36. Chronic systemic inflammation and autoimmune disorders in the Tyro3, Axl and Mertk knockout mice cause neuronal damage and death. PMID: 23840307
  37. studies reveal a novel role for astrocytes in mediating synapse elimination in the developing and adult brain, identify MEGF10 and MERTK as critical proteins in the synapse remodelling underlying neural circuit refinement PMID: 24270812
  38. Data indicate the two phagocytic proteins, Mer receptor tyrosine kinase (MerTK) and Milk fat globule EGF-like factor 8 (MFG-E8), were transiently up-regulated by macrophages/microglia after focal brain ischemia in vivo. PMID: 24101459
  39. Data indicate that azoxymethane (AOM) and dextran sulfate sodium (DSS)-induced inflammation-associated cancer is exacerbated in mice lacking Axl and Mer receptor tyrosine kinases. PMID: 23878224
  40. MerTK signaling may suppress antitumor immunity through suppression of CD8+ T lymphocyte proliferation. PMID: 23867499
  41. Mer deficiency in knockout mice results in long-term accumulation of apoptotic cells primarily in germinal centers and not in the T cell zone, marginal zone, or red pulp areas of the spleen. PMID: 23319738
  42. Results demonstrate that Protein S and Gas6 function as independent, bona fide Mer ligands, and are, to a first approximation, interchangeable with respect to Mer-driven phagocytosis in the retina. PMID: 23259948
  43. Mer of the TAM-family receptors is responsible for mediating transcriptional HGF production through a RhoA-dependent pathway. PMID: 22740630
  44. These results suggest that tubby is a ligand to facilitate microglial phagocytosis through MerTK for the maintenance of CNS homeostasis. PMID: 22884297
  45. Inhibiting Mer receptor tyrosine kinase suppresses STAT1, SOCS1/3, and NF-kappaB activation and enhances inflammatory responses in lipopolysaccharide-induced acute lung injury. PMID: 22427680
  46. Novel insight into the mechanism of TAM RTKs (Tyro3, Axl, Mer receptor tyrosine kinases)in regulating male fertility. PMID: 19602523
  47. A TRIF-mediated pattern recognition receptor signaling cascade requires NADPH oxidase to activate PKCdelta and then p38, culminating in ADAM17-mediated proteolysis of MerTK. PMID: 21828049
  48. TNF family members play a role in protecting photoreceptors of Mertk(nmf12) homozygotes from cell death. PMID: 21436282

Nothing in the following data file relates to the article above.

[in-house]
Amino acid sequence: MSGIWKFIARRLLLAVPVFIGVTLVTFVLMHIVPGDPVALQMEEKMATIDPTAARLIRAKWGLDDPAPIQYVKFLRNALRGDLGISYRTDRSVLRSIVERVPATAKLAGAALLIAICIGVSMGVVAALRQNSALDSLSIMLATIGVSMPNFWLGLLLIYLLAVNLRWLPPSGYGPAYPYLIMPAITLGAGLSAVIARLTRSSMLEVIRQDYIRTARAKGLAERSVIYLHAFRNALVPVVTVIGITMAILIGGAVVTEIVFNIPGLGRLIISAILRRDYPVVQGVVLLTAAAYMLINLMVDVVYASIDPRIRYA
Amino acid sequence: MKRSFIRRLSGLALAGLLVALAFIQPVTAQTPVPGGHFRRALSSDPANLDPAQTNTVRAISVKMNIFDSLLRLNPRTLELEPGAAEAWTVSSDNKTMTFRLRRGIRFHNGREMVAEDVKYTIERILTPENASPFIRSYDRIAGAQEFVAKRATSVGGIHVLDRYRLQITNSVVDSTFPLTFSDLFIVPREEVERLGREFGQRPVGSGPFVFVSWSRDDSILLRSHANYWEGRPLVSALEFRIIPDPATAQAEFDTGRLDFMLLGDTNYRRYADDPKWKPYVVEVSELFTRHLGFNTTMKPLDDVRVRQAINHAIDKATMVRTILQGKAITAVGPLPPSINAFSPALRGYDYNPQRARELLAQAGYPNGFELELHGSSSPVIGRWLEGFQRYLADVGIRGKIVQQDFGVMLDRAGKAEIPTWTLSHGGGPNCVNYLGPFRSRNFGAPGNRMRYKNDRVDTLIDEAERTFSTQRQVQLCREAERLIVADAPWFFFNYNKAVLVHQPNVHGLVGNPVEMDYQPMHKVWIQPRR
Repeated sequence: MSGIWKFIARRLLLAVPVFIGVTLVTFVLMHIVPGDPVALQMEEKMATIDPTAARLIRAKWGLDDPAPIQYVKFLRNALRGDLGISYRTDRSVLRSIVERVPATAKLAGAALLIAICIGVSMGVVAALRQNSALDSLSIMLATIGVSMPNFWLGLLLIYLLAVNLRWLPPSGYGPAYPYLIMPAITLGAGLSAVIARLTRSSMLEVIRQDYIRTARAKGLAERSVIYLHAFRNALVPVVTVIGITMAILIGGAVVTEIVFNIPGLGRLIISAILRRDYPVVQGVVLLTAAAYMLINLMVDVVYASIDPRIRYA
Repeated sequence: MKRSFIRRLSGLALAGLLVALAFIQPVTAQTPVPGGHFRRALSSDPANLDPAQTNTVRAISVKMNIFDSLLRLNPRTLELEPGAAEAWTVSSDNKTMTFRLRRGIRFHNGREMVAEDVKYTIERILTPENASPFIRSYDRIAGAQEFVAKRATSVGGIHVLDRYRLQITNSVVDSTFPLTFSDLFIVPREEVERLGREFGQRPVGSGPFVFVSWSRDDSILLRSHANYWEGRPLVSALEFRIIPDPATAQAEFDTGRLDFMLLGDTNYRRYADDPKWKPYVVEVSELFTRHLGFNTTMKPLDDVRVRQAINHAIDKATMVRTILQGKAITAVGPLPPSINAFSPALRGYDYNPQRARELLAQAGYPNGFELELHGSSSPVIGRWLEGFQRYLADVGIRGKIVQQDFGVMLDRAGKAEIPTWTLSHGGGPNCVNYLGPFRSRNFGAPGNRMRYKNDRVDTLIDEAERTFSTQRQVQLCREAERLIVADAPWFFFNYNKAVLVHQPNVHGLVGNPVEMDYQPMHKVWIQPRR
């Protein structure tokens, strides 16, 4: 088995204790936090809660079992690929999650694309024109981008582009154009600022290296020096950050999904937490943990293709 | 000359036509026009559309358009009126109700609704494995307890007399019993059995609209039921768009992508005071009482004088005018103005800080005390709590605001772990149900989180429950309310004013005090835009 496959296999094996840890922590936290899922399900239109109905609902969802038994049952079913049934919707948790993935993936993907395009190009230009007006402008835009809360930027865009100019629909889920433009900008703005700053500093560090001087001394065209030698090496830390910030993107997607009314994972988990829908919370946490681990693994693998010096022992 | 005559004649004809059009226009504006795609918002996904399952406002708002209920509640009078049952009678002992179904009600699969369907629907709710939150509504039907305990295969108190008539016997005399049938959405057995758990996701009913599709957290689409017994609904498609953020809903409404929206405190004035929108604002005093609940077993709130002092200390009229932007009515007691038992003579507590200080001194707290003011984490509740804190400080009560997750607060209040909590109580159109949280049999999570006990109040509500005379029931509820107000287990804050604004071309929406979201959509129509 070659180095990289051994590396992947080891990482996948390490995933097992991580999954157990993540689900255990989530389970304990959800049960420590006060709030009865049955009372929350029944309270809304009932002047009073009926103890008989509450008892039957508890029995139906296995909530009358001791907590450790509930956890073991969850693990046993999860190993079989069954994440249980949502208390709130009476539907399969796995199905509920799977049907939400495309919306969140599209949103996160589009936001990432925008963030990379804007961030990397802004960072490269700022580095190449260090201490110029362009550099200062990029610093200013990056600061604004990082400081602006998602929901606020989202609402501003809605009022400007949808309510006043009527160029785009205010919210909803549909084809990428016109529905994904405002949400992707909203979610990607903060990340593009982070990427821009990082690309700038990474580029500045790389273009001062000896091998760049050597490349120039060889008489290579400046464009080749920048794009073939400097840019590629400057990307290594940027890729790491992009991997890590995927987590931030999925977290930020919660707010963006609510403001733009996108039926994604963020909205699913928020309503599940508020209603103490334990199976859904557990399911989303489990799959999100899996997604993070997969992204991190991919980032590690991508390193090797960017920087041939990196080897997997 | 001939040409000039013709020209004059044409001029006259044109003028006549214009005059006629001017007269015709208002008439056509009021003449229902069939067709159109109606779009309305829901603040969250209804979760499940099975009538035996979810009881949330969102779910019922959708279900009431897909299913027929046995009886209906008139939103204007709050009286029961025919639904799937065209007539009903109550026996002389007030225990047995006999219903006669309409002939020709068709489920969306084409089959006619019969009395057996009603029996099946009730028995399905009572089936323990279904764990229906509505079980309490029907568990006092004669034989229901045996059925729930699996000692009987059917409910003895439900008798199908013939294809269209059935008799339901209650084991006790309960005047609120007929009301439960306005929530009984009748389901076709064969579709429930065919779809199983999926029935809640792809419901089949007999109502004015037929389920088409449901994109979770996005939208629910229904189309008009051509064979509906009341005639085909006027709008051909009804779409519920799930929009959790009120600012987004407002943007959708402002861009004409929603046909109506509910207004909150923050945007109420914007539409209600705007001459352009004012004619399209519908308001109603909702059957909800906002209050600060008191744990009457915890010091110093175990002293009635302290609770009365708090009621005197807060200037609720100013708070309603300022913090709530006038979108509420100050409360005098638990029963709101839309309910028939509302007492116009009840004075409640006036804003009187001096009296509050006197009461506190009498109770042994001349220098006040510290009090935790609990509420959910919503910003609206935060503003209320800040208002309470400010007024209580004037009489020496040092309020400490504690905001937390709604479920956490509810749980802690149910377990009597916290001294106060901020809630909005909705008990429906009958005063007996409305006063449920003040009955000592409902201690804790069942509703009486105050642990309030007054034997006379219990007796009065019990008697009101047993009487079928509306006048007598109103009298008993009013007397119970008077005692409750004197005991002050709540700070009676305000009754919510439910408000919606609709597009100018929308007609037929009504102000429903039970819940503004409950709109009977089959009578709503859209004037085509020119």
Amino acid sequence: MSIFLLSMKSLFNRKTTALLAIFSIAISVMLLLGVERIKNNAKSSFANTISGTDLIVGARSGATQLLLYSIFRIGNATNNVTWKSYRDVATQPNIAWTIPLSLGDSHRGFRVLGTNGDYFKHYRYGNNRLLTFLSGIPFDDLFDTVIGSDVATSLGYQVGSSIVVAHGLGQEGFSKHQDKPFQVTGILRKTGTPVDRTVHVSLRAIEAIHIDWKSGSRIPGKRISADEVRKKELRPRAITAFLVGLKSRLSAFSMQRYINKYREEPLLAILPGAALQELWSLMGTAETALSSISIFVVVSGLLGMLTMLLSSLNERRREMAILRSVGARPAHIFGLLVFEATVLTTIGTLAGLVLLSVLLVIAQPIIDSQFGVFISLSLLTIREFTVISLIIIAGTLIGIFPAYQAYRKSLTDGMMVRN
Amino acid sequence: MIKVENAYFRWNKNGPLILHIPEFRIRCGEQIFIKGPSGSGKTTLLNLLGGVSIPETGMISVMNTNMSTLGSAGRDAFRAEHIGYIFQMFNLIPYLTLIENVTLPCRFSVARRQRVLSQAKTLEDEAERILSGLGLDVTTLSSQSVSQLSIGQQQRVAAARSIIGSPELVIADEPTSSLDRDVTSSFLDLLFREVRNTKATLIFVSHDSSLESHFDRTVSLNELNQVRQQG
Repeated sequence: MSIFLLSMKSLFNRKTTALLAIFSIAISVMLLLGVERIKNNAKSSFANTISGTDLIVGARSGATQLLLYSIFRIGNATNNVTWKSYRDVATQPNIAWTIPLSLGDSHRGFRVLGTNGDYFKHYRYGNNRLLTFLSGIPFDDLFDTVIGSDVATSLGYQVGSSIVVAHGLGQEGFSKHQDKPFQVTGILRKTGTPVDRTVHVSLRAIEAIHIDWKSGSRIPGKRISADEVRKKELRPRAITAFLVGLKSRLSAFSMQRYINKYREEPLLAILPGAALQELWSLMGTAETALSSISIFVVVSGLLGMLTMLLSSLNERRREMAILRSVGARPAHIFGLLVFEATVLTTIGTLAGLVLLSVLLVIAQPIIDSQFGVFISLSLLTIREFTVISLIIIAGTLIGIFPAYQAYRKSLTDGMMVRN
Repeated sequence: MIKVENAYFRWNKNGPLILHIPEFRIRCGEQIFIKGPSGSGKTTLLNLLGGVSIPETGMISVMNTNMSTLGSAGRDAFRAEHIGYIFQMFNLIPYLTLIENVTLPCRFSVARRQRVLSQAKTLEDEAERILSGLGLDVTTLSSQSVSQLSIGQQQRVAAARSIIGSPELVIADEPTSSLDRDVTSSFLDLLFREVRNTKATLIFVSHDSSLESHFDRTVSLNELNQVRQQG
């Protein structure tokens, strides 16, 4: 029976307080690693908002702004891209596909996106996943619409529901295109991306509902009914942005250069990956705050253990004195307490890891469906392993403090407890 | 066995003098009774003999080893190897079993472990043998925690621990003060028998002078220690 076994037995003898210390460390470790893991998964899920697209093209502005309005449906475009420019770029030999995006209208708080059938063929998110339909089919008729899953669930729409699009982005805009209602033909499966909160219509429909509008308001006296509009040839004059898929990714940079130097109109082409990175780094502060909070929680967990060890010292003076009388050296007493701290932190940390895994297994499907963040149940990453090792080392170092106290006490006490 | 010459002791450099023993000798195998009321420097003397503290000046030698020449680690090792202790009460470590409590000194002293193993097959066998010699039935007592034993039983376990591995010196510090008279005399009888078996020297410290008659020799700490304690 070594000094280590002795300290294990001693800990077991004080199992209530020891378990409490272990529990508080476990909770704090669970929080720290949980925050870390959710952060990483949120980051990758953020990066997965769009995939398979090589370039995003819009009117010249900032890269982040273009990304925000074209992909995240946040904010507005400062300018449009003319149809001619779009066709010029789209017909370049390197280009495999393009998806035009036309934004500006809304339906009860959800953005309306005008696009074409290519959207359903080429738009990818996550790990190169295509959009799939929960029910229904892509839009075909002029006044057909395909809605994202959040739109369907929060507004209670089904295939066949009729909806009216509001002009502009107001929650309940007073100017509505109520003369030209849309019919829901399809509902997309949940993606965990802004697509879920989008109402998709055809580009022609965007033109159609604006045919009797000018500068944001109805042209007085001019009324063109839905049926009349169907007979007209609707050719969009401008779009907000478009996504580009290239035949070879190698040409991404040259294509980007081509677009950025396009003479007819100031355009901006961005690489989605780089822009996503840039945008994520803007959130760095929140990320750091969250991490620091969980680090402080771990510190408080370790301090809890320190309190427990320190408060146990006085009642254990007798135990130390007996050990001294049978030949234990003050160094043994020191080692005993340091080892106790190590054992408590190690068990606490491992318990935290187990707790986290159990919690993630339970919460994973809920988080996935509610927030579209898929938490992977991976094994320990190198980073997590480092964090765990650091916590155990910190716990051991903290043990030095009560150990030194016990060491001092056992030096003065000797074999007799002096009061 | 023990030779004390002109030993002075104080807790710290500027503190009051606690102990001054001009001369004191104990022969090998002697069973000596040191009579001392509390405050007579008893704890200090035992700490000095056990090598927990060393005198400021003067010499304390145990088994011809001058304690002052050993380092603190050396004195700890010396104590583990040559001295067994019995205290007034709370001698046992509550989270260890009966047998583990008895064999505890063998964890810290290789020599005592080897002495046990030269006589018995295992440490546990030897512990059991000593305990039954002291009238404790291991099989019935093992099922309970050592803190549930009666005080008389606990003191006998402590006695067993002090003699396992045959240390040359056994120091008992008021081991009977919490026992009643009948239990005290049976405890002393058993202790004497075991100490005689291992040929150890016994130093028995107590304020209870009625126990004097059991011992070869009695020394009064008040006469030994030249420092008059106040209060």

49. ERG from mer(kd) mice of different ages showed inner retinal dysfunction in mer(kd) mice. This and faster degeneration in mer(kd) mice may produce retinal environment unresponsive to neuroprotection from subretinal electrical stimulation. PMID: 21467171
  50. disrupted expression leads to enhanced marginal zone B-cell responses PMID: 20822883


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Proteins are sensitive to heat, and freeze-drying can preserve the activity of the majority of proteins. It improves protein stability, extends storage time, and reduces shipping costs. However, freeze-drying can also lead to the loss of the active portion of the protein and cause aggregation and denaturation issues. Nonetheless, these adverse effects can be minimized by incorporating protective agents such as stabilizers, additives, and excipients, and by carefully controlling various lyophilization conditions.

Commonly used protectant include saccharides, polyols, polymers, surfactants, some proteins and amino acids etc. We usually add 8% (mass ratio by volume) of trehalose and mannitol as lyoprotectant. Trehalose can significantly prevent the alter of the protein secondary structure, the extension and aggregation of proteins during freeze-drying process; mannitol is also a universal applied protectant and fillers, which can reduce the aggregation of certain proteins after lyophilization.

Our protein products do not contain carrier protein or other additives (such as bovine serum albumin (BSA), human serum albumin (HSA) and sucrose, etc., and when lyophilized with the solution with the lowest salt content, they often cannot form A white grid structure, but a small amount of protein is deposited in the tube during the freeze-drying process, forming a thin or invisible transparent protein layer.

Reminder: Before opening the tube cap, we recommend that you quickly centrifuge for 20-30 seconds in a small centrifuge, so that the protein attached to the tube cap or the tube wall can be aggregated at the bottom of the tube. Our quality control procedures ensure that each tube contains the correct amount of protein, and although sometimes you can't see the protein powder, the amount of protein in the tube is still very precise.

To learn more about how to properly dissolve the lyophilized recombinant protein, please visit Lyophilization FAQs.